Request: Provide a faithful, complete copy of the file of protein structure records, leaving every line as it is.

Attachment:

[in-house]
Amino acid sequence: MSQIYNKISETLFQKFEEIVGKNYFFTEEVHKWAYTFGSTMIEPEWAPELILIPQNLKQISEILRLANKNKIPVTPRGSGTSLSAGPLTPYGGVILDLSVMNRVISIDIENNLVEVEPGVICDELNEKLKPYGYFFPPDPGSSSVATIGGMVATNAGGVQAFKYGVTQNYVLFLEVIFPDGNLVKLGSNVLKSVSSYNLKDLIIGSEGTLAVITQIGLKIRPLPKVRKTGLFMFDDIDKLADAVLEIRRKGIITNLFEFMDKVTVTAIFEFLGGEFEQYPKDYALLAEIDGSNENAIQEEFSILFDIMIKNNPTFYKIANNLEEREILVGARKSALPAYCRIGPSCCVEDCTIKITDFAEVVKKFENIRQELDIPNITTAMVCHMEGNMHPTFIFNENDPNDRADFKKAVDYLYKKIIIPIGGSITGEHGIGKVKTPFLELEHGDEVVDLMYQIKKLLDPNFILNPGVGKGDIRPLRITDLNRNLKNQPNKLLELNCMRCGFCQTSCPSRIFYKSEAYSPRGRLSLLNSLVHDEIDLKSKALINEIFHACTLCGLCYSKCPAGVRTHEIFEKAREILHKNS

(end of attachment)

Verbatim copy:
[in-house]
Amino acid sequence: MSQIYNKISETLFQKFEEIVGKNYFFTEEVHKWAYTFGSTMIEPEWAPELILIPQNLKQISEILRLANKNKIPVTPRGSGTSLSAGPLTPYGGVILDLSVMNRVISIDIENNLVEVEPGVICDELNEKLKPYGYFFPPDPGSSSVATIGGMVATNAGGVQAFKYGVTQNYVLFLEVIFPDGNLVKLGSNVLKSVSSYNLKDLIIGSEGTLAVITQIGLKIRPLPKVRKTGLFMFDDIDKLADAVLEIRRKGIITNLFEFMDKVTVTAIFEFLGGEFEQYPKDYALLAEIDGSNENAIQEEFSILFDIMIKNNPTFYKIANNLEEREILVGARKSALPAYCRIGPSCCVEDCTIKITDFAEVVKKFENIRQELDIPNITTAMVCHMEGNMHPTFIFNENDPNDRADFKKAVDYLYKKIIIPIGGSITGEHGIGKVKTPFLELEHGDEVVDLMYQIKKLLDPNFILNPGVGKGDIRPLRITDLNRNLKNQPNKLLELNCMRCGFCQTSCPSRIFYKSEAYSPRGRLSLLNSLVHDEIDLKSKALINEIFHACTLCGLCYSKCPAGVRTHEIFEKAREILHKNS